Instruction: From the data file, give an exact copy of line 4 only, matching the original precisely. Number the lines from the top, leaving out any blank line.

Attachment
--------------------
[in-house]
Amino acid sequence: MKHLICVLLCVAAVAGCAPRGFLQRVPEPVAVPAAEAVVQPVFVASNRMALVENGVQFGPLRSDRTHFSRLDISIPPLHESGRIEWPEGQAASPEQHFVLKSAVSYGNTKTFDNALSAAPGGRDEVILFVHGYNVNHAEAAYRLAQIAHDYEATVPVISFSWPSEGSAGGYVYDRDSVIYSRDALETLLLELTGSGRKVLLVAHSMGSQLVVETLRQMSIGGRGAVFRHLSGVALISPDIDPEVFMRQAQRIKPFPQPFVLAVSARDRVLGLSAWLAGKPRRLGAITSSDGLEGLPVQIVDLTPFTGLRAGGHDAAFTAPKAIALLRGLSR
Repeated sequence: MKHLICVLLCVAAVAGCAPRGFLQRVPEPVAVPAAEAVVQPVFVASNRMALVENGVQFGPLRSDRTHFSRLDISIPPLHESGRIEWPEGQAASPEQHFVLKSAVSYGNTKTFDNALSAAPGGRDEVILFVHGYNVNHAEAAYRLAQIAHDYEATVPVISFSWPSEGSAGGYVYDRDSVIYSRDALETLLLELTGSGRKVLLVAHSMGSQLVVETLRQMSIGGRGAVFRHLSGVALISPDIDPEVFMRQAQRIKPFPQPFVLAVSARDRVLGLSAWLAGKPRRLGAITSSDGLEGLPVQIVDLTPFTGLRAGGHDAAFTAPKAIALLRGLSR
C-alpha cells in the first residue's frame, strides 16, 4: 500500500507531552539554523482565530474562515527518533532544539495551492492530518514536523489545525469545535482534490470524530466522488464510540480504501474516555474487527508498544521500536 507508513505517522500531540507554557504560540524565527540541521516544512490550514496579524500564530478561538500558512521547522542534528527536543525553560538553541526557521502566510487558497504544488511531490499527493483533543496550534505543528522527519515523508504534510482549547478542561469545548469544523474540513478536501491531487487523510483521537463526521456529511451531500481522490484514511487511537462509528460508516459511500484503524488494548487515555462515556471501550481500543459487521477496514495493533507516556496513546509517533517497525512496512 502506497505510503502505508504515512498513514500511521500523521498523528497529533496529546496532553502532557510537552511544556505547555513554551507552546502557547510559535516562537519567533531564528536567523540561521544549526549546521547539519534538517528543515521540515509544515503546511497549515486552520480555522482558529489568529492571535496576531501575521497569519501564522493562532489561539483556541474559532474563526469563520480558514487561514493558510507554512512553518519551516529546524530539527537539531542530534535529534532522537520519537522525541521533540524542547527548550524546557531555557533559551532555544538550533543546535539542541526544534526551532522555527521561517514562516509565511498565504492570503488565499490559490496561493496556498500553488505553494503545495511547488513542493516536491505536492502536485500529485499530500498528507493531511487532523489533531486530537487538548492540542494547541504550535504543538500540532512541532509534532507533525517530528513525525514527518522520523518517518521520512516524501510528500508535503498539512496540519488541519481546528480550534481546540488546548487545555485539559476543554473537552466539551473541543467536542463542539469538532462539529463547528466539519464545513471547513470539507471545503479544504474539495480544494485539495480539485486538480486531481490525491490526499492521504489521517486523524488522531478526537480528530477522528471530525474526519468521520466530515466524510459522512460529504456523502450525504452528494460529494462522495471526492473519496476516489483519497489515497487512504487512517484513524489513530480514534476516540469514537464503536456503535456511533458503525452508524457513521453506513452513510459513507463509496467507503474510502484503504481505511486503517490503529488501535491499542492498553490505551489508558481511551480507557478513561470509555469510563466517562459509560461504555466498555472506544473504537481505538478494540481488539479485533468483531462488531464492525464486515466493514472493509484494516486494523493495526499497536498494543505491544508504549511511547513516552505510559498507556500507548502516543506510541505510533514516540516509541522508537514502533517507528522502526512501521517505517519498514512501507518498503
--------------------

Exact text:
C-alpha cells in the first residue's frame, strides 16, 4: 500500500507531552539554523482565530474562515527518533532544539495551492492530518514536523489545525469545535482534490470524530466522488464510540480504501474516555474487527508498544521500536 507508513505517522500531540507554557504560540524565527540541521516544512490550514496579524500564530478561538500558512521547522542534528527536543525553560538553541526557521502566510487558497504544488511531490499527493483533543496550534505543528522527519515523508504534510482549547478542561469545548469544523474540513478536501491531487487523510483521537463526521456529511451531500481522490484514511487511537462509528460508516459511500484503524488494548487515555462515556471501550481500543459487521477496514495493533507516556496513546509517533517497525512496512 502506497505510503502505508504515512498513514500511521500523521498523528497529533496529546496532553502532557510537552511544556505547555513554551507552546502557547510559535516562537519567533531564528536567523540561521544549526549546521547539519534538517528543515521540515509544515503546511497549515486552520480555522482558529489568529492571535496576531501575521497569519501564522493562532489561539483556541474559532474563526469563520480558514487561514493558510507554512512553518519551516529546524530539527537539531542530534535529534532522537520519537522525541521533540524542547527548550524546557531555557533559551532555544538550533543546535539542541526544534526551532522555527521561517514562516509565511498565504492570503488565499490559490496561493496556498500553488505553494503545495511547488513542493516536491505536492502536485500529485499530500498528507493531511487532523489533531486530537487538548492540542494547541504550535504543538500540532512541532509534532507533525517530528513525525514527518522520523518517518521520512516524501510528500508535503498539512496540519488541519481546528480550534481546540488546548487545555485539559476543554473537552466539551473541543467536542463542539469538532462539529463547528466539519464545513471547513470539507471545503479544504474539495480544494485539495480539485486538480486531481490525491490526499492521504489521517486523524488522531478526537480528530477522528471530525474526519468521520466530515466524510459522512460529504456523502450525504452528494460529494462522495471526492473519496476516489483519497489515497487512504487512517484513524489513530480514534476516540469514537464503536456503535456511533458503525452508524457513521453506513452513510459513507463509496467507503474510502484503504481505511486503517490503529488501535491499542492498553490505551489508558481511551480507557478513561470509555469510563466517562459509560461504555466498555472506544473504537481505538478494540481488539479485533468483531462488531464492525464486515466493514472493509484494516486494523493495526499497536498494543505491544508504549511511547513516552505510559498507556500507548502516543506510541505510533514516540516509541522508537514502533517507528522502526512501521517505517519498514512501507518498503